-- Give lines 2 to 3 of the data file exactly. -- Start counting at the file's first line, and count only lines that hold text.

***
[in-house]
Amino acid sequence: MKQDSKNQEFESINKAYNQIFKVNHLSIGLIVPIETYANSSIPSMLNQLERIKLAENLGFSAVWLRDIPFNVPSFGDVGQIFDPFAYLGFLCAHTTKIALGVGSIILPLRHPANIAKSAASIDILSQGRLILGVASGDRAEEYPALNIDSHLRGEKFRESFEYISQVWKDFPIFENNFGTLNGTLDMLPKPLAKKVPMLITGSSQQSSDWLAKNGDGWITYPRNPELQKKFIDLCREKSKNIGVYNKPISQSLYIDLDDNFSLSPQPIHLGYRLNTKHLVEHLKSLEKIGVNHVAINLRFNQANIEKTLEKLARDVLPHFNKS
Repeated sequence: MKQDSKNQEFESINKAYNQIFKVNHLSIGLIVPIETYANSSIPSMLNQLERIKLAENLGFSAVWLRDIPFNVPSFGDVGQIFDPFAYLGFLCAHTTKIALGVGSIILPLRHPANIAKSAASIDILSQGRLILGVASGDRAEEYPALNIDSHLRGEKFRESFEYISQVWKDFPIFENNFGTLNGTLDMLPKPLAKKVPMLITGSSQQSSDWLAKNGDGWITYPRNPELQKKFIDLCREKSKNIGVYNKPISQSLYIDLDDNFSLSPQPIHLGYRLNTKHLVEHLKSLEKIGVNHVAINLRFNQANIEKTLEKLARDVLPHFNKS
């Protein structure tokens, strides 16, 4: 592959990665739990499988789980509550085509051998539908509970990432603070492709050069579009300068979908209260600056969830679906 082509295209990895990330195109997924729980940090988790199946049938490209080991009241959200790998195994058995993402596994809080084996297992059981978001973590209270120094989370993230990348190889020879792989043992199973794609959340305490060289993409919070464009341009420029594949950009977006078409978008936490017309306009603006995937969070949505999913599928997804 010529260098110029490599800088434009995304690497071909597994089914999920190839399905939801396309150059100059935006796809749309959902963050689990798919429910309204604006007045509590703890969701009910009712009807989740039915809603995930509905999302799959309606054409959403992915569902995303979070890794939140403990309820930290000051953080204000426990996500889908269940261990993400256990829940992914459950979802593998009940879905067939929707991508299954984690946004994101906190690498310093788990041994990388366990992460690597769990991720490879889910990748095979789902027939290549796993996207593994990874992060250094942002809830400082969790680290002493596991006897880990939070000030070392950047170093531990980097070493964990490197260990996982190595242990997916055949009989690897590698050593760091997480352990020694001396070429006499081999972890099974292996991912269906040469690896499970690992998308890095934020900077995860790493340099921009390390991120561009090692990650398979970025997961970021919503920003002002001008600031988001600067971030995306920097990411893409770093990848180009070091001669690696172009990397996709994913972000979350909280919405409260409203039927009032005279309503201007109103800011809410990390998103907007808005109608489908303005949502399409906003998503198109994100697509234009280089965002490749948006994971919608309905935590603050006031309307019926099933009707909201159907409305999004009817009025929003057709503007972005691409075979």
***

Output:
Amino acid sequence: MKQDSKNQEFESINKAYNQIFKVNHLSIGLIVPIETYANSSIPSMLNQLERIKLAENLGFSAVWLRDIPFNVPSFGDVGQIFDPFAYLGFLCAHTTKIALGVGSIILPLRHPANIAKSAASIDILSQGRLILGVASGDRAEEYPALNIDSHLRGEKFRESFEYISQVWKDFPIFENNFGTLNGTLDMLPKPLAKKVPMLITGSSQQSSDWLAKNGDGWITYPRNPELQKKFIDLCREKSKNIGVYNKPISQSLYIDLDDNFSLSPQPIHLGYRLNTKHLVEHLKSLEKIGVNHVAINLRFNQANIEKTLEKLARDVLPHFNKS
Repeated sequence: MKQDSKNQEFESINKAYNQIFKVNHLSIGLIVPIETYANSSIPSMLNQLERIKLAENLGFSAVWLRDIPFNVPSFGDVGQIFDPFAYLGFLCAHTTKIALGVGSIILPLRHPANIAKSAASIDILSQGRLILGVASGDRAEEYPALNIDSHLRGEKFRESFEYISQVWKDFPIFENNFGTLNGTLDMLPKPLAKKVPMLITGSSQQSSDWLAKNGDGWITYPRNPELQKKFIDLCREKSKNIGVYNKPISQSLYIDLDDNFSLSPQPIHLGYRLNTKHLVEHLKSLEKIGVNHVAINLRFNQANIEKTLEKLARDVLPHFNKS